In my opinion, registering your hours is not only something you do for the tax authorities. It is certainly also useful if you want to gain more insight into your company. If you offer your services by the hour, you have to keep track of your hours for the client anyway . You can quickly see how much your turnover is for the assignment. But with self-employed people it often also happens that they charge a fixed price for a certain service or product. If you keep track of your hours, you can quickly calculate what your work actually costs and yields. And that in turn ensures that you can better estimate new assignments and make better quotations.
An example. Suppose you are a furniture maker and you make and sell a chair for 500 euros. You bought 200 euros worth of materials to make the chair. Then your turnover is 300 euros. If you spend 10 hours buying the materials, manufacturing the chair and selling the chair, then you have a turnover of 30 euros per hour. Maybe you want to earn more per hour? Then you can do a number of things for the next assignment: increase the selling price, work with cheaper materials or work faster (if that is possible at all, of course).
Moreover, you can compare your direct (billable) hours against your indirect hours on an annual basis and check whether you have earned enough in the direct hours throughout the year. You can immediately see whether the percentage of indirect hours is not too high. Overview makes adjustments possible!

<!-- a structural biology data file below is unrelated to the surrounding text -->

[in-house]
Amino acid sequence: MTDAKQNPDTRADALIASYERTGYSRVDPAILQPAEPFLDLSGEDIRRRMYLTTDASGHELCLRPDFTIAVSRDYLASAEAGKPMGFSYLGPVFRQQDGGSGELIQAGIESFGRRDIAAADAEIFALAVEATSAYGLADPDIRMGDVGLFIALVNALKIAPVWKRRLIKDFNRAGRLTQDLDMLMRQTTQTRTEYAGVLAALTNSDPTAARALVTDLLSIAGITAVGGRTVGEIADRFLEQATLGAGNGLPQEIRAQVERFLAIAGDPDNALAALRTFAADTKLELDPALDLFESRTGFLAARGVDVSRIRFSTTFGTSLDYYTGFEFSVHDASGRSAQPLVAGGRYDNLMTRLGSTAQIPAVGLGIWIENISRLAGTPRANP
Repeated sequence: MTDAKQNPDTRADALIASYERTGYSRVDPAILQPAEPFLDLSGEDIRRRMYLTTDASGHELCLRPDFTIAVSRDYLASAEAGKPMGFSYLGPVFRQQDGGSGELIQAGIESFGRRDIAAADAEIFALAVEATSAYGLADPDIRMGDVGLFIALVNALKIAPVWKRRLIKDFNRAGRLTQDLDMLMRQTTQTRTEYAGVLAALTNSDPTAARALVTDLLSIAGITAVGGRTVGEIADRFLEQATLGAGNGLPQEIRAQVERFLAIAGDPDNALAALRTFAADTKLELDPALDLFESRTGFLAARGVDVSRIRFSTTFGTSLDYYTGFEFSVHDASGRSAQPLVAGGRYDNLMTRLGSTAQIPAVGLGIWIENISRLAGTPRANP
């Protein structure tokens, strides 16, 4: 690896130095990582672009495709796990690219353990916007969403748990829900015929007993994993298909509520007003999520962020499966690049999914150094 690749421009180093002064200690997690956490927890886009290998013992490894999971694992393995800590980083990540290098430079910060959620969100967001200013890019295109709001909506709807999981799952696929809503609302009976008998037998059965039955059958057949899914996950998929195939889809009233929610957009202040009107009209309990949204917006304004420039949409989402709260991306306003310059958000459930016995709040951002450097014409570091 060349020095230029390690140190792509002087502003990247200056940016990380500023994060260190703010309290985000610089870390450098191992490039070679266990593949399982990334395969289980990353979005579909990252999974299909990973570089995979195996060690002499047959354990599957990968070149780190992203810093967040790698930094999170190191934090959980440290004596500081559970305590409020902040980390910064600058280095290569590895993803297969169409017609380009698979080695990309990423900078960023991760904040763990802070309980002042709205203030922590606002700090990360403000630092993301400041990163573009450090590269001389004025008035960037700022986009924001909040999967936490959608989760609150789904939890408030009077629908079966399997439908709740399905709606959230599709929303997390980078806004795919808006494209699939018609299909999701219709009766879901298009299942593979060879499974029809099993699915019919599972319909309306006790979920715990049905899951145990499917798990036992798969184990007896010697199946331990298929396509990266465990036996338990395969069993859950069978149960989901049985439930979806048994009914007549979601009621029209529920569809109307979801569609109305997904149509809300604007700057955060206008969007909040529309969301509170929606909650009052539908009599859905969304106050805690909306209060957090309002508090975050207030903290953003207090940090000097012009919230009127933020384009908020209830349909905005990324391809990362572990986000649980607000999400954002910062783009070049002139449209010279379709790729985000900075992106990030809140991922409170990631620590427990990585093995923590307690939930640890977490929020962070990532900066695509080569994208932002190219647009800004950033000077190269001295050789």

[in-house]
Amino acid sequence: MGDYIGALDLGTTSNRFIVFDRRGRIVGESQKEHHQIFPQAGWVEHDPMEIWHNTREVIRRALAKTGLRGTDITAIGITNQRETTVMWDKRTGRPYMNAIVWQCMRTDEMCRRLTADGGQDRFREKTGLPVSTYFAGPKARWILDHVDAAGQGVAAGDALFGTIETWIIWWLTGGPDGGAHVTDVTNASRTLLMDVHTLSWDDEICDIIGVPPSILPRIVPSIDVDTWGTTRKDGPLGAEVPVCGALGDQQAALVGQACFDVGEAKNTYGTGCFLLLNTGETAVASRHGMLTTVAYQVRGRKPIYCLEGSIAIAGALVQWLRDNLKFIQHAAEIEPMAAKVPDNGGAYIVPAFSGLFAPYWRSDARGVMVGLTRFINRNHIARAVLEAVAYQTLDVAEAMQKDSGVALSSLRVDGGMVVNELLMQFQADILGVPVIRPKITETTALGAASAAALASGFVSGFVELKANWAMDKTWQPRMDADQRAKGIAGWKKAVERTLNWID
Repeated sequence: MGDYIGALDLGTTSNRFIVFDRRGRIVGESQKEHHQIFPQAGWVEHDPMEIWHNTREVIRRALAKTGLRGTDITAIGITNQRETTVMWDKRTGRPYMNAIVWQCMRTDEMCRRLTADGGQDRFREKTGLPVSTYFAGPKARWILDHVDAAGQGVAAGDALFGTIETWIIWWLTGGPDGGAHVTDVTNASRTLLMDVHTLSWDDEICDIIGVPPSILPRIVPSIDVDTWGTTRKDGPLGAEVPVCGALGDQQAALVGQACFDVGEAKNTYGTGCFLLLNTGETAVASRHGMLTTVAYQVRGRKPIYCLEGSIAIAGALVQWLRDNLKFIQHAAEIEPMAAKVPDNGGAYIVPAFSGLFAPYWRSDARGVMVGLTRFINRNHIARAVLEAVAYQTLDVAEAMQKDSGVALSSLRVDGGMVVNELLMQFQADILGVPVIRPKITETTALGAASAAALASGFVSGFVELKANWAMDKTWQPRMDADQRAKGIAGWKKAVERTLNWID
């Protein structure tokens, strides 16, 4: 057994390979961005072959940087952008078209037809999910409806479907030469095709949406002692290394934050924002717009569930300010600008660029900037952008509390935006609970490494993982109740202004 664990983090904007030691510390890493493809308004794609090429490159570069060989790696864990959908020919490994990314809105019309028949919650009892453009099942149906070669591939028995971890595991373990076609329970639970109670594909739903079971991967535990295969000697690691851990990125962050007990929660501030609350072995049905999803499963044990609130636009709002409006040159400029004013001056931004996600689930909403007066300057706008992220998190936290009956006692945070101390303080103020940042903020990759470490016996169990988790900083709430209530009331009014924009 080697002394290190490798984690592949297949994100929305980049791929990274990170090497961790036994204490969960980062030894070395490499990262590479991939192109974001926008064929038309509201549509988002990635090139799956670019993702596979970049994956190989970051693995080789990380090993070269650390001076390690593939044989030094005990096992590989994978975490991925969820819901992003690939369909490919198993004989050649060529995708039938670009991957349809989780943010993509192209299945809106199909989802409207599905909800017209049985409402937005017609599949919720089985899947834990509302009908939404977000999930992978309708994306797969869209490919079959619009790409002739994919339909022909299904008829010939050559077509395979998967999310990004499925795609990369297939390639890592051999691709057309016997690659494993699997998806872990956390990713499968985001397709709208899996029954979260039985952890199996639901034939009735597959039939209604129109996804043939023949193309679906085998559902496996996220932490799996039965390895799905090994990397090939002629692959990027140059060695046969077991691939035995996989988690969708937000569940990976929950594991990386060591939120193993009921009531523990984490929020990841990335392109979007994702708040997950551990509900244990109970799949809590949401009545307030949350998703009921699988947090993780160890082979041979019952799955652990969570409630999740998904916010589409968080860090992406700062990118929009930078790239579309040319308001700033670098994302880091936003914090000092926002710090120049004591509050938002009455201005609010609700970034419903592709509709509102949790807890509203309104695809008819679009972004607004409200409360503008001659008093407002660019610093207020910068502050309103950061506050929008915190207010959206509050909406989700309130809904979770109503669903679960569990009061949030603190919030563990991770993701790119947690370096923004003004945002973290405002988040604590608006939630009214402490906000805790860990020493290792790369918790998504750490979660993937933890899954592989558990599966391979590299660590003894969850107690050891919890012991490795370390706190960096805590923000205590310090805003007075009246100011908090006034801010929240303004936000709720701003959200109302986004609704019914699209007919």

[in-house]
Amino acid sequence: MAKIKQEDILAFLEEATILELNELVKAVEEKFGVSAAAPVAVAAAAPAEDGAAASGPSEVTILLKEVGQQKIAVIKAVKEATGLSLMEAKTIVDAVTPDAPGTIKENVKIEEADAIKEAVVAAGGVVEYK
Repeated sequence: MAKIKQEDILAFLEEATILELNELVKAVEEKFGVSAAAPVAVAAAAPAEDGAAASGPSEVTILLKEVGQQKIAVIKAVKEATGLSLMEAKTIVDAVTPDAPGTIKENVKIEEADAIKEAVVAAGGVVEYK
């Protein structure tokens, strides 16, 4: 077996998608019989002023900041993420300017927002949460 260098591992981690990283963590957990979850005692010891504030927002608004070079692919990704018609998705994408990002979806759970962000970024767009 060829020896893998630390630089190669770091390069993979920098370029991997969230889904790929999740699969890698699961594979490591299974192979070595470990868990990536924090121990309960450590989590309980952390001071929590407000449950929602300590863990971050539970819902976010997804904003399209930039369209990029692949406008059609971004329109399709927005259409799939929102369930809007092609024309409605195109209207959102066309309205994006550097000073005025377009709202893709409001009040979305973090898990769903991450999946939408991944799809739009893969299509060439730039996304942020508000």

The entrepreneur’s allowance is a deduction on the profit and consists of self-employed person’s allowance, starter’s allowance, starter’s allowance in the event of incapacity for work, deduction for research and development work, co-workers’ allowance and discontinuation allowance. The components of the entrepreneur’s allowance that most self-employed persons have to deal with are the self-employed person’s allowance and the starter’s allowance. That is why I will go into these ingredients a little further.
Which hours should you keep in your time registration?
You may add up all the hours you work for your company for the hours criterion. So the billable hours and the non-billable hours. So also the hours you need to update your email, keep the administration up, maintain your website, do marketing and acquisitions (write quotes), travel to your customers, make schedules , take training courses and buy supplies. All these hours fall under your time administration.
My tip: make a division into direct and indirect hours (per assignment) and also make a subdivision into indirect hours (general, administration, acquisition, travel time, training / course, marketing, stock purchasing). It is useful if you divide your hours per assignment, so that you can see afterwards which assignments yield the most and which less.